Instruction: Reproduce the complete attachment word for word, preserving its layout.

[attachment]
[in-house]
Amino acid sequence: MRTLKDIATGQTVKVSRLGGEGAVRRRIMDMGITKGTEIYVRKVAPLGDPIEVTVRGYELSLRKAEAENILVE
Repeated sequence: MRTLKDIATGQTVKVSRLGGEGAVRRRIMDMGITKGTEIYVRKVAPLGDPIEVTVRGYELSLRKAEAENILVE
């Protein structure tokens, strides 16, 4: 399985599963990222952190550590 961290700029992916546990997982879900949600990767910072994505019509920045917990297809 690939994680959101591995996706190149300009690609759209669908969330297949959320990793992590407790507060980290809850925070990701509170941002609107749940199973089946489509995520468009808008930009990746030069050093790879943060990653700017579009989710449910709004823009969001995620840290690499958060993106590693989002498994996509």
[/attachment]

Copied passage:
[in-house]
Amino acid sequence: MRTLKDIATGQTVKVSRLGGEGAVRRRIMDMGITKGTEIYVRKVAPLGDPIEVTVRGYELSLRKAEAENILVE
Repeated sequence: MRTLKDIATGQTVKVSRLGGEGAVRRRIMDMGITKGTEIYVRKVAPLGDPIEVTVRGYELSLRKAEAENILVE
């Protein structure tokens, strides 16, 4: 399985599963990222952190550590 961290700029992916546990997982879900949600990767910072994505019509920045917990297809 690939994680959101591995996706190149300009690609759209669908969330297949959320990793992590407790507060980290809850925070990701509170941002609107749940199973089946489509995520468009808008930009990746030069050093790879943060990653700017579009989710449910709004823009969001995620840290690499958060993106590693989002498994996509």